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Federation of European Neuroscience Societies - FENS is “the voice of European neuroscience” and serves to promote excellence in neuroscience research in Europe and also facilitate interaction between scientists from both within and outside Europe. FENS participants are scientists at all career levels, working in all areas of neuroscience research, from students and early career researchers to group leaders and professors.
The meeting showcased the best and most current developments in neuroscience and featured an exciting program, including talks from world-class speakers.
Workshops related to digital phenotyping featured a fascinating approach to the study of human behavior. Lectures about promoting myelin repair in multiple sclerosis and the related modeling of CRISPR/Cas9-based gene editing once again highlighted CRISPR/Cas9 as a great tool for creating new methods of treatment for many different diseases.
There was also an interesting symposium about stem cells and the brain: neurons, niches, and organoids. It is fascinating to realize that subtle differences in corticogenesis between humans and other species largely underpin what makes us human. In addition, these lectures served to highlight the great potential of human iPSCs to explore human-specific mechanisms of neural development and disease.
Proteintech exhibited at the meeting, showcasing our catalog of antibodies, ELISA kits, and proteins, in addition to a new product range: Humankine active cytokines & growth factors.
Congratulations to the winners of the 2018 Proteintech FENS travel grant. From the left:
- Monique Marylin, University of Portsmouth, United Kingdom
- Raquel Real, Imperial College London, United Kingdom
- Stefano Espinoza, Istituto Italiano di Tecnologia, Italy
- Irene Busti, University of Florence, Italy
All four winners were each awarded €500 to attend the FENS Forum in Berlin, in addition to certificates of their travel grant win.
Monique works with a drug that is extracted from a Brazilian plant. Her results show promise for the treatment of neurodegenerative diseases, with both herself and her colleagues having demonstrated that the drug acts in the control of neuroinflammation and oxidative stress and also in promoting the differentiation of immature cells to a mature profile. It is a natural product that may have less adverse effects, in addition to being easily produced. After finishing her PhD, Monique would like to continue working in the neuroscience field, focusing particularly on neurodegenerative diseases and their involvement with the neuroimmune system in her future post-doc position.
|Monique Marylin at FENS 2018, her first international conference.|
Raquel’s project involves the transplantation of fluorescently labeled human iPSC-derived neurons into the mouse cortex and then the performing of longitudinal live imaging of both their neuronal structure and function. This allows her to explore the dynamics of neuronal development in a more physiological environment than in vitro culture. This system is also powerful for modeling human neurodevelopmental disorders and she is currently investigating defects in the development of neuronal networks in neurons derived from patients with Down syndrome. She is currently completing her PhD and afterward will embark on a new position as a clinical research fellow in London. How exciting!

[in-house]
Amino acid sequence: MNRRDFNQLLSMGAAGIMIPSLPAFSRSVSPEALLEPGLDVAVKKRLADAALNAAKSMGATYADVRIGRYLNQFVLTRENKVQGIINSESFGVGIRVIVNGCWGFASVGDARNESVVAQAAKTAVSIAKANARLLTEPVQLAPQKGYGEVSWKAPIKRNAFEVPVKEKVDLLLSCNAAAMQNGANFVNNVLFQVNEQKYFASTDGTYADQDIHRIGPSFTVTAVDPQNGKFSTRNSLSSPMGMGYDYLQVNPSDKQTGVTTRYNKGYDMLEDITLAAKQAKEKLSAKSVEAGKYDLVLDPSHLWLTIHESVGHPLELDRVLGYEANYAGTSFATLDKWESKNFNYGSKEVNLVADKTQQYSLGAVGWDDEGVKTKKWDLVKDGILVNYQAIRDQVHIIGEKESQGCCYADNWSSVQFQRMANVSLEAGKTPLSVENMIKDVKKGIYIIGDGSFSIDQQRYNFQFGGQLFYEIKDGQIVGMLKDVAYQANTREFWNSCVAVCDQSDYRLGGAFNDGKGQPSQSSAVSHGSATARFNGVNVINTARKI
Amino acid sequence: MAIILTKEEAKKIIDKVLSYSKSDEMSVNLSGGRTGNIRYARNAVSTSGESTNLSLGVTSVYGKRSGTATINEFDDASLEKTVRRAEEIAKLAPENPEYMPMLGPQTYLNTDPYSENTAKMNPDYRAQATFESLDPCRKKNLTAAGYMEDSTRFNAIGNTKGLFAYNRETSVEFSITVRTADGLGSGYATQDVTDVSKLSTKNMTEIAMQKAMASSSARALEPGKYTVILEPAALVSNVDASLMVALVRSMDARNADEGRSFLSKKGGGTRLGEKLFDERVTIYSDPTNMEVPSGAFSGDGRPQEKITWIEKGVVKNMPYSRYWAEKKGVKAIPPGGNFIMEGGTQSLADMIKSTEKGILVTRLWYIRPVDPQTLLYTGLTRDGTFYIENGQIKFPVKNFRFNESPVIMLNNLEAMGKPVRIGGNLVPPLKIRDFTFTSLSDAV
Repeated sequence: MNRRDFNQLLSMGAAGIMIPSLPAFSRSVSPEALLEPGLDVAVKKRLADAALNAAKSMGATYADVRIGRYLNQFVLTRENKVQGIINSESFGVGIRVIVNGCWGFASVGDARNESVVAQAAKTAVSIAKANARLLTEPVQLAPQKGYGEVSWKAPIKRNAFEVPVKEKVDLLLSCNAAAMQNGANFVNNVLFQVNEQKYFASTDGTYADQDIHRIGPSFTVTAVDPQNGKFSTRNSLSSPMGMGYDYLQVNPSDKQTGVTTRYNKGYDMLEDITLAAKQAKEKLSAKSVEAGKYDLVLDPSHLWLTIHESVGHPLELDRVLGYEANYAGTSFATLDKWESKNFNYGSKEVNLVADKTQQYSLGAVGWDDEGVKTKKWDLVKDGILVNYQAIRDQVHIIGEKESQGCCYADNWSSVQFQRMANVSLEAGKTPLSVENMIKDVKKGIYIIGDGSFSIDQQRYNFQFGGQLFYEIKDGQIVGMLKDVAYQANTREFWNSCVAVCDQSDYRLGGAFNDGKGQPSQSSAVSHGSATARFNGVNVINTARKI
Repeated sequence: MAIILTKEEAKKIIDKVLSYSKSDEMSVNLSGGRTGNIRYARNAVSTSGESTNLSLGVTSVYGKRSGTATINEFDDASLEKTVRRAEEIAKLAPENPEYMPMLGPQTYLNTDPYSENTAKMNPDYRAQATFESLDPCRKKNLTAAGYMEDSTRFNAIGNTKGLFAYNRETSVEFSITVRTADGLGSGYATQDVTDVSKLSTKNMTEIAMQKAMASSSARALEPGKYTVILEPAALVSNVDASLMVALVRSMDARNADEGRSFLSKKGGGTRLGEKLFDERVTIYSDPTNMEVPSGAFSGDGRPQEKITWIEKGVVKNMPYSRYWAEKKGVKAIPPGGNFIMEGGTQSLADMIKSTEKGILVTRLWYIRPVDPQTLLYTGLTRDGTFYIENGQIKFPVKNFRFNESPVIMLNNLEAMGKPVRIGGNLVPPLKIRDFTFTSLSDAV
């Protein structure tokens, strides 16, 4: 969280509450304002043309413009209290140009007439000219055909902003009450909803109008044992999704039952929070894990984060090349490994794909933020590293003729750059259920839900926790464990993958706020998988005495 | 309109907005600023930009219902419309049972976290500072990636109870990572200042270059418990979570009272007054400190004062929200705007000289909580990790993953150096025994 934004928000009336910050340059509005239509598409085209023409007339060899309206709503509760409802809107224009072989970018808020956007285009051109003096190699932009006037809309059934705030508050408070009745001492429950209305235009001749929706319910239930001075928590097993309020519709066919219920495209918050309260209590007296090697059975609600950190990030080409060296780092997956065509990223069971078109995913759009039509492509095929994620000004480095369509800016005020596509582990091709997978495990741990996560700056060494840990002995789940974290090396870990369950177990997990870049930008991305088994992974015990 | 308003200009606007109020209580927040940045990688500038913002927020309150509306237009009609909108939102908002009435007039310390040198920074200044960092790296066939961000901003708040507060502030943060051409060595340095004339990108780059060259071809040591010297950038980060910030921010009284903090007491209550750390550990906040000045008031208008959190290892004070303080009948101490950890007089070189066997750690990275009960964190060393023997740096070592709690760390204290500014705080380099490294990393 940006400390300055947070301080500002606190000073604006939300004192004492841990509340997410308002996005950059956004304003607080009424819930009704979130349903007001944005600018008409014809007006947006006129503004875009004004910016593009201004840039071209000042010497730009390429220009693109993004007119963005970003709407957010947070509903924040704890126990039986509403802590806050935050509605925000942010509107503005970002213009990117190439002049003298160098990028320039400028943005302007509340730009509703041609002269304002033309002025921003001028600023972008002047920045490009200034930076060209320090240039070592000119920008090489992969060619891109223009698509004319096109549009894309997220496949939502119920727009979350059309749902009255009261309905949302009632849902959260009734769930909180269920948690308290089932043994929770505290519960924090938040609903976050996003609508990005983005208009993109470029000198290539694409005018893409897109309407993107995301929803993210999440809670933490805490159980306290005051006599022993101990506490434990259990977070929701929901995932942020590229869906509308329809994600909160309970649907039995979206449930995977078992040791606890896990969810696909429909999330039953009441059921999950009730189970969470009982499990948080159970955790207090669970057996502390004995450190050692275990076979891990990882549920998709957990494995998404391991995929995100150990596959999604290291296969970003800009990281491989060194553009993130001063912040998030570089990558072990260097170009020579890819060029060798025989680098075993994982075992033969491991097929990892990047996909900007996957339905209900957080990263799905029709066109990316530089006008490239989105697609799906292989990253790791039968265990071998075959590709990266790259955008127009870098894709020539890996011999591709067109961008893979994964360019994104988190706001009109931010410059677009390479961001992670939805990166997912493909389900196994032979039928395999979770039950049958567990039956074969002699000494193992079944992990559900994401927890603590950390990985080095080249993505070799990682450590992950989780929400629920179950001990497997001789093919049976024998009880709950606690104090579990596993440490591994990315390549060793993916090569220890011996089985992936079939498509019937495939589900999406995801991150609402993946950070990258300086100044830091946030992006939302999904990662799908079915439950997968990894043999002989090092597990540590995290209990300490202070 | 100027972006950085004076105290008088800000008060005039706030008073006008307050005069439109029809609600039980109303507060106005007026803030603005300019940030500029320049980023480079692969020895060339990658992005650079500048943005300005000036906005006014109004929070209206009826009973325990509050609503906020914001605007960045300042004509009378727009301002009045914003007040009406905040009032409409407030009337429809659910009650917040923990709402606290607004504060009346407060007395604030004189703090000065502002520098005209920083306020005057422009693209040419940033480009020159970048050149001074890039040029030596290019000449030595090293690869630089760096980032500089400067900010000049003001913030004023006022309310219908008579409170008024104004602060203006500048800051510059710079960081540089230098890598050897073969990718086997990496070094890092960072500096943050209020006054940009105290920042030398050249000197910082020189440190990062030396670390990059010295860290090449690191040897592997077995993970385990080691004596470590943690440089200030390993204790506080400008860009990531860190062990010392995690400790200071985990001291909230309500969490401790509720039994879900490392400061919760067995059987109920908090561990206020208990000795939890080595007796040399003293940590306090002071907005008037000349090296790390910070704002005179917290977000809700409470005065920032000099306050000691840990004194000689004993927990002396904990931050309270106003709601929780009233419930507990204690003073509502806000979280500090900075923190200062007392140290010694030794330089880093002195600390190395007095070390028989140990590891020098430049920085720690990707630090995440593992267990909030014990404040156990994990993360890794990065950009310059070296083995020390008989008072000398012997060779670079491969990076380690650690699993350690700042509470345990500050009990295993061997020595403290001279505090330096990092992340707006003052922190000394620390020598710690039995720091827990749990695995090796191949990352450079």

|Raquel Real presenting her poster at FENS 2018.|
Stefano Espinoza, our post-doctoral winner, said: “The most exciting part of my project is that in our laboratory we are developing a new method – SINEUPs – to increase the endogenous protein levels of target genes. SINEUPs is a novel class of non-coding RNA that increases protein expression. This could be a novel way to make gene therapy in a more precise and specific way. We are about to send our paper out and we are already working on a new topic related to SINEUPs with a focus on the mechanism of action behind it.”
Irene Busti was our youngest travel grant winner and is currently a second-year PhD student. Her project is about new strategies for motor recovery after ischemic injuries. She is working on stem cell transplantation as a potential improvement for functional recovery after ischemic damage. As we know, the crucial goal of cell replacement is the ability to produce the required neural cell type. Her lab team has recently developed a specific differentiation protocol that enables the production of either hippocampal or cortical neurons from murine embryonic stem cells. They compared the ability of these cells to generate long-range projections in a region-specific manner after transplantation in a healthy or damaged brain. When asked about how she plans to progress with her research and what her future plans are, Irene replied: “First, we will perform electrophysiological and optogenetic experiments in vivo, in order to check the functional integration of transplanted neurons and to verify the functionality of their connections. Then, we would like to develop a new cell therapy approach for functional restoration after stroke in which a combination of treatments (consisting of motor training and enhanced circuit plasticity) may lead to additive or even synergistic improvements in recovery from cortical infarcts.” It sounds like a great plan to me, and I’m sure she’ll be getting her PhD very soon!
All of us at Proteintech would like to thank the FENS Organising Committee, everyone who presented their research as well as all of our Travel Grant winners for such an amazing meeting
I was really impressed by your research projects. Hopefully, we’ll see you again in the near future!
Best of luck!
Proteintech FENS 2018 neuro stars 😊
See you in Glasgow for FENS 2020!
Written by Dr. Karolina Szczesna
Product Manager and Technical Support at Proteintech Ltd.